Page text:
Corona when she saw a store for lease. She decided to rent it and started her business, Little Bitty Prints, which offers keepsakes, clothing, toys and more.
But in August 2000, her business took a turn she never thought it would.
Logue had previously done ceramic moldings of newborn babies'
feet, but this was a different case
On Aug. 15, 2000, 6-month-old Kaitlyn Russell was left in the car
by her baby sitter and died from the heat.
"She was just a happy baby who brought so much life to our family," said Kaitlyn's mother, Tammy Russell. "She was an unexpected blessing; she was the icing on our cake."
After Logue had heard about what happened to Kaitlyn Russell, she said she felt sick to her stomach.
"For three days I just couldn't sleep," Logue said.
There was something that told Logue that she needed to take the prints of Kaitlyn Russell and give them to her family.
"There's got to be somebody else who can do this," Logue recalled thinking. But the feeling wouldn't go away.
"I was actually terrified," Logue said.
Logue knew a friend of the Russells and decided to offer them the service of having Kaitlyn Russell's hand and footprint placed in
plaster as a remind of their daughter.
"I felt very blessed that she would go and do that for me," Tammy Russell said. "I would have never thought of having it done, and I
am so grateful that Leigh Anne had done that for me."
When Logue went to Rose Hills Mortuary in Whittier, where Kaitlyn Russell's body was being kept, they ordered her to take a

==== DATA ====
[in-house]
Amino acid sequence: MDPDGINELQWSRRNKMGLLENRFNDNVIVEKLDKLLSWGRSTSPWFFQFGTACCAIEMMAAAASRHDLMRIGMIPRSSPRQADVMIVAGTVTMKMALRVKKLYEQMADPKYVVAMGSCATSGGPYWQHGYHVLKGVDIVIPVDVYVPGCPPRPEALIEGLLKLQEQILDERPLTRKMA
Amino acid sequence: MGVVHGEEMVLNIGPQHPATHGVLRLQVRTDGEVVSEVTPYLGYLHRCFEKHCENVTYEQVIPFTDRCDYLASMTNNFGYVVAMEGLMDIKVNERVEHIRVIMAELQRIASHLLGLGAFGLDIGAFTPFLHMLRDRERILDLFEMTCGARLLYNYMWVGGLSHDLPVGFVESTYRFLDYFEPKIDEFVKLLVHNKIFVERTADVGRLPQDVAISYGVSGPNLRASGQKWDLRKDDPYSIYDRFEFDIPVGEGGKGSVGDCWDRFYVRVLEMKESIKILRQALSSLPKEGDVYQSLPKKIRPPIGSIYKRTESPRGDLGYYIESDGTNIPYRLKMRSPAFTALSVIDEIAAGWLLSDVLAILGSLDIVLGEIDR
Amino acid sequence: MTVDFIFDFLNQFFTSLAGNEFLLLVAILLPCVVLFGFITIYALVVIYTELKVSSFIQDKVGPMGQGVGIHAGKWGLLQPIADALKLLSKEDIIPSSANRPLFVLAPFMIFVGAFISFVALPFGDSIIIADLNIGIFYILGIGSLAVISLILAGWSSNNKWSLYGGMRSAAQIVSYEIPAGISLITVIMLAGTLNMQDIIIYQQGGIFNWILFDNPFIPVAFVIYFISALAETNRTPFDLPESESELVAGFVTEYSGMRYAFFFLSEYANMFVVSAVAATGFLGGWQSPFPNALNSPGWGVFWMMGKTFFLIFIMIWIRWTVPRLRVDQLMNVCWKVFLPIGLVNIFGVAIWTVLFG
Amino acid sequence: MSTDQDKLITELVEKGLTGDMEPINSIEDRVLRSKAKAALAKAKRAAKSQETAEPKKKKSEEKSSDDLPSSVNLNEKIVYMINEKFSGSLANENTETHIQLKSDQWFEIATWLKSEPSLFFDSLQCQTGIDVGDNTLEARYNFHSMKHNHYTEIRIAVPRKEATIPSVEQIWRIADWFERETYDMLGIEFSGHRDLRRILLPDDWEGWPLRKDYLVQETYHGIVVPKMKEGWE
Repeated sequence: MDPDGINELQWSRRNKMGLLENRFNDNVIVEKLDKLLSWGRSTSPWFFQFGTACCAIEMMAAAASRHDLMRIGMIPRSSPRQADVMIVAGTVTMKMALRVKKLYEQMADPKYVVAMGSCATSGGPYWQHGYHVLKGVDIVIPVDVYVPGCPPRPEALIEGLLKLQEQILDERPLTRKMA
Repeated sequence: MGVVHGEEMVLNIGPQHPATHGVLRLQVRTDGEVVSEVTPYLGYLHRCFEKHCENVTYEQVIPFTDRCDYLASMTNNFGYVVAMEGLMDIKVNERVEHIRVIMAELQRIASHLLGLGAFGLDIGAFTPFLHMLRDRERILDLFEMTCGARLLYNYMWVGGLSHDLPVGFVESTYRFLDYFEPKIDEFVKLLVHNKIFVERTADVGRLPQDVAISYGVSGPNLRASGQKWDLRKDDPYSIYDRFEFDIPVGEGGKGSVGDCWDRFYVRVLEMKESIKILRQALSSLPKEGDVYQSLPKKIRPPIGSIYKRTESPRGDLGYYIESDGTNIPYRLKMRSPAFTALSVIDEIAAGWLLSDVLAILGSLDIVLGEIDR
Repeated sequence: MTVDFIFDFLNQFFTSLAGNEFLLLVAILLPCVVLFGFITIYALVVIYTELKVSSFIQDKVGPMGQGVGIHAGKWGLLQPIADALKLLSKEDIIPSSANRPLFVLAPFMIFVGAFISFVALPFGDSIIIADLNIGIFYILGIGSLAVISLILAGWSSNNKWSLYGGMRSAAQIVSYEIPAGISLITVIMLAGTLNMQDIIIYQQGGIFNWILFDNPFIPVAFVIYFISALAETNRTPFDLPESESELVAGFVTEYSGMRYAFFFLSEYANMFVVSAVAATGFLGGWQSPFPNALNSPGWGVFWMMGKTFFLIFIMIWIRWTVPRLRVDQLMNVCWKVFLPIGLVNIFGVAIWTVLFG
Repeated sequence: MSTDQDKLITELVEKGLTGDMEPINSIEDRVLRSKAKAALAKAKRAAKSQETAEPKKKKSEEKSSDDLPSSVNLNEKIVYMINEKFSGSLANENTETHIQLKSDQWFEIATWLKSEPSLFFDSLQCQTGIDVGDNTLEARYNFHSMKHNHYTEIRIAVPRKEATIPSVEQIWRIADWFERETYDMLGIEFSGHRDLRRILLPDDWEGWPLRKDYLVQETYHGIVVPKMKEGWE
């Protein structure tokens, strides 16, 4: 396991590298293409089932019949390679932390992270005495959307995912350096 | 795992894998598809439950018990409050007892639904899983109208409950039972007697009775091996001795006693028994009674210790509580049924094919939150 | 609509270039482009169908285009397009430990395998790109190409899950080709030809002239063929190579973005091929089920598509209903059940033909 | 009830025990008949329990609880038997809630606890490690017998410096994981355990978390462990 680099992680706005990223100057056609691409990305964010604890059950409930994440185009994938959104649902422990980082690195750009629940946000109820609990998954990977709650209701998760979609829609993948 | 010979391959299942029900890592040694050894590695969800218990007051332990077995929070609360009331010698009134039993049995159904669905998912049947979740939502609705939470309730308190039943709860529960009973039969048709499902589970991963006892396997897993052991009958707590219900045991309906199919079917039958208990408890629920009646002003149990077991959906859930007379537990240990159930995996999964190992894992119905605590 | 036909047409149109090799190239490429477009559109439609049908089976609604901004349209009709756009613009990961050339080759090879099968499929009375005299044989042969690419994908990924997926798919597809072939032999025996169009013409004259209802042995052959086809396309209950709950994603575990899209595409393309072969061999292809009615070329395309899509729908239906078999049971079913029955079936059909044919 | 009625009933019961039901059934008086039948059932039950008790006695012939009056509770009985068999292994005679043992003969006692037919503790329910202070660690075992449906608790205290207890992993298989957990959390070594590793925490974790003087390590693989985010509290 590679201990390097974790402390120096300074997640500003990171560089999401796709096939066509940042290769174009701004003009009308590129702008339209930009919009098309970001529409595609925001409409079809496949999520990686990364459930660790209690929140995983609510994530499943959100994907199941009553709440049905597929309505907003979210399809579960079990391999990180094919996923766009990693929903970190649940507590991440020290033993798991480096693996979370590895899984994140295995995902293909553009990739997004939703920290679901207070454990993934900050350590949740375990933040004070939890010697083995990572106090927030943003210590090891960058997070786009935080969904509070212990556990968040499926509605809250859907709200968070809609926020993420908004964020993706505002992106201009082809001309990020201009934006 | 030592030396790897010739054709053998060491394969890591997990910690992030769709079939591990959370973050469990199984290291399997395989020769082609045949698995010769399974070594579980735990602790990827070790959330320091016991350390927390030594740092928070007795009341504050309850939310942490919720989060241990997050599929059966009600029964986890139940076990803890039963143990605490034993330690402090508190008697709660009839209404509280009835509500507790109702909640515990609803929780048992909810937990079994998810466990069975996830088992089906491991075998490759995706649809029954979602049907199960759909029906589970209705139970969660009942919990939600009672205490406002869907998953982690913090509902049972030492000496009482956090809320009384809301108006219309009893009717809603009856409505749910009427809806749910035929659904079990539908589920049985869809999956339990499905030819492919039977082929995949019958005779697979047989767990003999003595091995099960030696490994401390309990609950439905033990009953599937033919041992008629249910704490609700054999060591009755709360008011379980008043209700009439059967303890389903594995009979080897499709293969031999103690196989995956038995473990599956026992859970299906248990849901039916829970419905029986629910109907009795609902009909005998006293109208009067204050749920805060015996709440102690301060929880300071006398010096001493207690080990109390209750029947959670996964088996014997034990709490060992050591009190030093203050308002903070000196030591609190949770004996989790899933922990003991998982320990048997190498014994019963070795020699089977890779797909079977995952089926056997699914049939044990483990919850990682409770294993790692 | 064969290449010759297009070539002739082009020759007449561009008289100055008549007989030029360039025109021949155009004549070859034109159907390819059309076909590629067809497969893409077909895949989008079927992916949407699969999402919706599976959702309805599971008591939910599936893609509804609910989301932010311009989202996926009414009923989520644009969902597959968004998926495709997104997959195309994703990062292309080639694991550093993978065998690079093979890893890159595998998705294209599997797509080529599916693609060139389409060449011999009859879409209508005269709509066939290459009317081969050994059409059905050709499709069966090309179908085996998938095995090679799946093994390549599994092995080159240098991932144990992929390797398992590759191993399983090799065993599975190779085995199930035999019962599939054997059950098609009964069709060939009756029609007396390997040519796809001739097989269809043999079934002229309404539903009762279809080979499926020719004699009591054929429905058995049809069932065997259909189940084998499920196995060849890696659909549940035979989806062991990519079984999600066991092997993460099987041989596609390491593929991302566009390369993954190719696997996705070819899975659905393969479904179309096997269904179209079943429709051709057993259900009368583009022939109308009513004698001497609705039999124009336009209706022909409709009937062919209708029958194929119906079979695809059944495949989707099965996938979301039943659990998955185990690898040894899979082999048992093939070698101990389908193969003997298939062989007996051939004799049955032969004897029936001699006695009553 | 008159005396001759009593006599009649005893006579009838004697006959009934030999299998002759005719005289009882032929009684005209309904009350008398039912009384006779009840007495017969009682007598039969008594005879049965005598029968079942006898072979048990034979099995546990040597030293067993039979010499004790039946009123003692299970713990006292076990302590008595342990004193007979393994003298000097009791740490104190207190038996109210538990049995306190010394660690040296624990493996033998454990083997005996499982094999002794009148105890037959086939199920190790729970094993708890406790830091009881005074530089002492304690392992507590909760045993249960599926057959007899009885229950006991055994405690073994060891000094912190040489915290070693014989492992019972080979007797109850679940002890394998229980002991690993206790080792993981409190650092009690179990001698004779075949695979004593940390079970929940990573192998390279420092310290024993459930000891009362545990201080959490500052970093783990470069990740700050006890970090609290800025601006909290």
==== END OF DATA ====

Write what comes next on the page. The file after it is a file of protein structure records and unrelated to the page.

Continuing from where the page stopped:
psychological test and had her fill out various forms.
Because Russell had been left in a car and the interior had reached
a high temperature, Logue was warned before she went in about
what Kaitlyn may look like.
But when Logue saw Kaitlyn, it was not what she expected.
"She was beautiful," said Logue, "I mean, she looked like a sleeping baby." Logue described herself as someone who does not usually g
ush over babies, but when she saw Kaitlyn Russell, there was something different. "I felt the most amazing thing I have ever felt in my whole life," said Logue. What she felt was a sense of peace that
she can only describe as being stronger than happiness, money or even love.
"It was the craziest thing," said Logue. "It was really great."
So because of her experience, Logue has decided to do this for
others, including memorializing adults and pets who have passed away.
"Now I do this for other babies as a gift from her," said Logue.
From Palm Springs to Whittier, Logue has taken the molds of the hands of deceased children and created a ceramic memory of them
for loved ones.
She puts their hand and footprints in clay and allows the clay to
dry. It is then fired, at which point it becomes ceramic. Logue